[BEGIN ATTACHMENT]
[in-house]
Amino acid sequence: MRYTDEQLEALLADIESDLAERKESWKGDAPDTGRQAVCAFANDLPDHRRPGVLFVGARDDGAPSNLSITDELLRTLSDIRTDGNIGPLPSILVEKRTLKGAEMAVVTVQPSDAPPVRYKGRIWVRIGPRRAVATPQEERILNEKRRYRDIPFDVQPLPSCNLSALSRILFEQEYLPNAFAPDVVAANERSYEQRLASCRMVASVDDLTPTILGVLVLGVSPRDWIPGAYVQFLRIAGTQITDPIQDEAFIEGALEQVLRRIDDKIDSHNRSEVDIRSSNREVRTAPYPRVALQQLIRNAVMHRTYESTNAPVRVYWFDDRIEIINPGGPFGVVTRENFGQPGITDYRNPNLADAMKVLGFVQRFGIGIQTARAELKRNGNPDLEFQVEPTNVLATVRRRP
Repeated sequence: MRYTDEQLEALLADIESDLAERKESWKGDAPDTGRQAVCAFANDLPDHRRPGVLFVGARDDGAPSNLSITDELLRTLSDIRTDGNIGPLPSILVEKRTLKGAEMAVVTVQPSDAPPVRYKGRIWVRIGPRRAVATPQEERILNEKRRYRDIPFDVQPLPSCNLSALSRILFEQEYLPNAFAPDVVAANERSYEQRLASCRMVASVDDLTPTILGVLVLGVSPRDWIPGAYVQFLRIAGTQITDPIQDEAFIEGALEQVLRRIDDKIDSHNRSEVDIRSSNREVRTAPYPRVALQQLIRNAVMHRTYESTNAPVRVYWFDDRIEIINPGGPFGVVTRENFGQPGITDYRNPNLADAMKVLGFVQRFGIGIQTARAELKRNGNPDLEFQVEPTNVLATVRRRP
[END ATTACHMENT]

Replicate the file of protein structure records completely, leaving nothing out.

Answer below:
[in-house]
Amino acid sequence: MRYTDEQLEALLADIESDLAERKESWKGDAPDTGRQAVCAFANDLPDHRRPGVLFVGARDDGAPSNLSITDELLRTLSDIRTDGNIGPLPSILVEKRTLKGAEMAVVTVQPSDAPPVRYKGRIWVRIGPRRAVATPQEERILNEKRRYRDIPFDVQPLPSCNLSALSRILFEQEYLPNAFAPDVVAANERSYEQRLASCRMVASVDDLTPTILGVLVLGVSPRDWIPGAYVQFLRIAGTQITDPIQDEAFIEGALEQVLRRIDDKIDSHNRSEVDIRSSNREVRTAPYPRVALQQLIRNAVMHRTYESTNAPVRVYWFDDRIEIINPGGPFGVVTRENFGQPGITDYRNPNLADAMKVLGFVQRFGIGIQTARAELKRNGNPDLEFQVEPTNVLATVRRRP
Repeated sequence: MRYTDEQLEALLADIESDLAERKESWKGDAPDTGRQAVCAFANDLPDHRRPGVLFVGARDDGAPSNLSITDELLRTLSDIRTDGNIGPLPSILVEKRTLKGAEMAVVTVQPSDAPPVRYKGRIWVRIGPRRAVATPQEERILNEKRRYRDIPFDVQPLPSCNLSALSRILFEQEYLPNAFAPDVVAANERSYEQRLASCRMVASVDDLTPTILGVLVLGVSPRDWIPGAYVQFLRIAGTQITDPIQDEAFIEGALEQVLRRIDDKIDSHNRSEVDIRSSNREVRTAPYPRVALQQLIRNAVMHRTYESTNAPVRVYWFDDRIEIINPGGPFGVVTRENFGQPGITDYRNPNLADAMKVLGFVQRFGIGIQTARAELKRNGNPDLEFQVEPTNVLATVRRRP